Evan: Judging from Tim Bray’s blog post about why Sun kicked in the cash, I’d say yes. Sun is looking to enrich ruby by not placing bets, but rather push the entire community forward by helping anywhere they can.

Because the sprint was successful for the project, it was successful for Sun.

Wilson: Sun says that anything that’s good for the internet is good for Sun. Rubinius is good for the internet. While I definitely did not expect this a year ago, JRuby and Rubinius turn out to be of great benefit to each other. I’m looking forward to greater collaboration between the two projects. Charles is also vastly less irritating in person than he is on IRC. :)

What are your favorite outcomes/events from the sprint?

Evan: Just the fact that the sprint worked out great is one of my favorite outcomes. This being my first foray into project management, I was a little worried how it would go.

Wilson digging in and almost getting eval working is awesome. That’s definitely non-trivial and he managed it almost entirely on his own.

Brian: I think all of it is terrific, but I’ll name two things and a cool runner up. Evan’s work with Syck shows that our subtend interface really does work well. Wilson’s significant advances getting the machinery of ‘eval’ wired up is hugely important for a ton of code, especially in IRB and Rails. The colored backtraces might not seem like much, but that was a ‘fun’ accomplishment that is actually quite useful. At a glance you can distinguish core code from user code and easily pick out that top item in the backtrace.

Wilson: Listening to Evan implement YAML over the course of two hours was pretty impressive. I’m glad I got to witness that in person. Brian picked up the FFI ball and ran with it. That is an intensely cool part of Rubinius.

My favorite part was probably implementing StringIO, however. Evan wrote the StringIO code while I wrote the specs. We would each check in code, and say “ha ha! take that!” as we either exposed flaws or fixed them. It took about three hours start to finish, uncovered a ruby 1.8 bug that has since been patched, and the resulting implementation is good enough that JRuby is planning to adopt it as their own StringIO library.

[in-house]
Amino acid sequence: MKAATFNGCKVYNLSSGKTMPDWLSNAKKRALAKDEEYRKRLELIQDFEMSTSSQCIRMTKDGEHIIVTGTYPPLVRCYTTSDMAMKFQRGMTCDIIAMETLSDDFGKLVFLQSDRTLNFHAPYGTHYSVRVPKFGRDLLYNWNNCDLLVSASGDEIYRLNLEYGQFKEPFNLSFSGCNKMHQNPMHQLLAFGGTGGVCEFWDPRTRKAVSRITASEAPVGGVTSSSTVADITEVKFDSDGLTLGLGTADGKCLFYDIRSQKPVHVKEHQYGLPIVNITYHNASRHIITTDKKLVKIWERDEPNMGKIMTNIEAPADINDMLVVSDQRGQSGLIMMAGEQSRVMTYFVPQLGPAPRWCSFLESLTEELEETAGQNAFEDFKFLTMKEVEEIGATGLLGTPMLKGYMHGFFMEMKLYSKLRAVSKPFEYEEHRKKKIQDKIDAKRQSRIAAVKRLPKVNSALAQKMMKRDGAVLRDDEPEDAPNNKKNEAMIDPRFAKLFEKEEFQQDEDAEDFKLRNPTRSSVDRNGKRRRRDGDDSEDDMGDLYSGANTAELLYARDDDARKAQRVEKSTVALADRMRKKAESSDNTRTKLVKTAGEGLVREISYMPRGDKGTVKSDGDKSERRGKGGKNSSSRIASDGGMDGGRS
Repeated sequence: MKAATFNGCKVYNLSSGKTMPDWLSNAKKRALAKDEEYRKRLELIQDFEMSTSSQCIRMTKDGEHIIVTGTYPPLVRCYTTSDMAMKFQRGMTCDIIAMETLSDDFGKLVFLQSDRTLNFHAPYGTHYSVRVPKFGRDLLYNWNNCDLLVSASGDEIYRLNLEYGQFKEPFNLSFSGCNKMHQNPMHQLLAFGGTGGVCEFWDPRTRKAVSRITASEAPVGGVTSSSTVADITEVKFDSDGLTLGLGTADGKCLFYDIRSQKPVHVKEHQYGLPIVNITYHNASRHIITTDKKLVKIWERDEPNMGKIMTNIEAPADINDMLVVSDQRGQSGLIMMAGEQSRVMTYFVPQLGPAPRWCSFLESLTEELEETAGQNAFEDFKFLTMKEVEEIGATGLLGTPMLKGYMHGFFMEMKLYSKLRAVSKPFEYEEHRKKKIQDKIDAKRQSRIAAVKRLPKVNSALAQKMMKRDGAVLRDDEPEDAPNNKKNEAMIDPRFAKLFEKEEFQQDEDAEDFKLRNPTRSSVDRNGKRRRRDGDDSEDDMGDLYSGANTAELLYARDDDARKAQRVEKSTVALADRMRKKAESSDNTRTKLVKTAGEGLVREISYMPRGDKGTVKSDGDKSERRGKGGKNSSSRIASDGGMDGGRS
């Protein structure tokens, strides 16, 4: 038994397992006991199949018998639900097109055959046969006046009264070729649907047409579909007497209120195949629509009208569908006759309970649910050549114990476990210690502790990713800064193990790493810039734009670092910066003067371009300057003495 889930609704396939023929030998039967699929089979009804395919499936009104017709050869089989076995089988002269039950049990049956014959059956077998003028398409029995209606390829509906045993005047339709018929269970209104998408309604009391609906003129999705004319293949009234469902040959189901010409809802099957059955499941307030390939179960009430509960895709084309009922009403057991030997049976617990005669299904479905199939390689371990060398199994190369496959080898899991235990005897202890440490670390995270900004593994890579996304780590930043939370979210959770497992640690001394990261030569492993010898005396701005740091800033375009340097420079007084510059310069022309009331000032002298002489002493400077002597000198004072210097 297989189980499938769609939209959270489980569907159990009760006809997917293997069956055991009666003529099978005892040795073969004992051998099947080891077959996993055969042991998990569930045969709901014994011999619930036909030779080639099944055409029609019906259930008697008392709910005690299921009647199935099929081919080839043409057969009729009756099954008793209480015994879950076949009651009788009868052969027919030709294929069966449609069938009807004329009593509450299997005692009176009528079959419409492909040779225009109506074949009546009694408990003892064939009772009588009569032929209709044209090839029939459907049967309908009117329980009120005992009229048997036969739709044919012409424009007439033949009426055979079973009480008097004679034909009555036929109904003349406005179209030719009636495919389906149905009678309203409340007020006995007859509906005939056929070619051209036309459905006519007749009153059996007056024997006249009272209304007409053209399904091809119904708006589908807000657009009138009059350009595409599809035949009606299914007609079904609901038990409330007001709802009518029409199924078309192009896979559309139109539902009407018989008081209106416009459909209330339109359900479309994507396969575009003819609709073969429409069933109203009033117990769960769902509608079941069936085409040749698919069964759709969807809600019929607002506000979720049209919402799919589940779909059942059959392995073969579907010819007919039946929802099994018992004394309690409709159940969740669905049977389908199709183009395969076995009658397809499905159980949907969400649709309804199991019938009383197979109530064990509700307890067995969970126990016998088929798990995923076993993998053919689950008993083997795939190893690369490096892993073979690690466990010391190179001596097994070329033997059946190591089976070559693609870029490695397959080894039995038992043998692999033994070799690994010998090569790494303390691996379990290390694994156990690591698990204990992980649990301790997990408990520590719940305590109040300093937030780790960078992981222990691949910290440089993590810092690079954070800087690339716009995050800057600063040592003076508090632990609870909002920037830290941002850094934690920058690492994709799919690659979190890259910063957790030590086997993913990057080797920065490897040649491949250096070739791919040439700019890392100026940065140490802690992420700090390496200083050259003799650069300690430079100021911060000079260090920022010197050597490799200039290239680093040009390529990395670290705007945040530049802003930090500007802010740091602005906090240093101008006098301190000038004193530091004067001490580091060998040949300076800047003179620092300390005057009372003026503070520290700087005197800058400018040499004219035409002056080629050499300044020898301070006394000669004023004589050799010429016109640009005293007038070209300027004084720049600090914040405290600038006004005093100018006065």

Are you planning/hoping to do more of these?

Evan Hopefully before 1.0. It’s already almost October, so hopefully we’ll do a few day sprint on the west coast (LA or SF) in the coming weeks.

Wilson Yes please, and soon.

Brian Absolutely, just a matter of details. I seriously hope I’ll be able to attend, but I can’t know that for sure now.

Wednesday, September 26, 2007

Reading SICP

I’ve had a long standing goal to read SICP, but it keeps conflicting with other goals, like mastering Ruby or learning Erlang (to name a couple of geeky ones). Recently I learned of a project to ‘translate’ SICP into Erlang (and other languages).

“Great! I can use this to help with both learning Erlang and reading SICP”, I thought and went to take a look at it. It turns out they also have a Ruby translation underway, so I went to look at that first. It turns out that the first couple of examples make me think that they either don’t understand Ruby or don’t understand SICP.

Page 5 of SICP shows that you can start up a LISP or scheme interpreter and type in an expression and it will return that expression, like this:

 > 486
The site recommends the following Ruby puts 486, which is not quite right:

irb(main):001:0> puts 486
=> nil
You see, this prints 486, but returns nil. A much better answer looks a lot more like scheme:

irb(main):002:0> 486
=> 486

With a problem like this early on, I’m not sure that I trust the Erlang or other translations. I do like the idea though, so I should probably stick with my idea of combining the ideas, and just post my own translations (and let everyone else find my mistakes).

Well, that was disappointing

For last night’s UtahValley.rb meeting (Sep 25th), we had two Microsoft guys come fly in to talk about IronRuby and another hacker come to talk about Ruby.NET. I was deeply disappointed—not by either of the projects or the presentations, but because we only got 5 people to show up, and as we all know “Five is right out.”

So, what went wrong? We (Mike Moore and I) talked things up on the URUG mailing list over the last three weeks, Mike tried to engage the local .NET groups, we even came up with a bunch of schwag to give away (three books and a copy of Halo 3). With all that, we still had one of the poorest turn-outs in a while. I can think of several things that might have been the problem: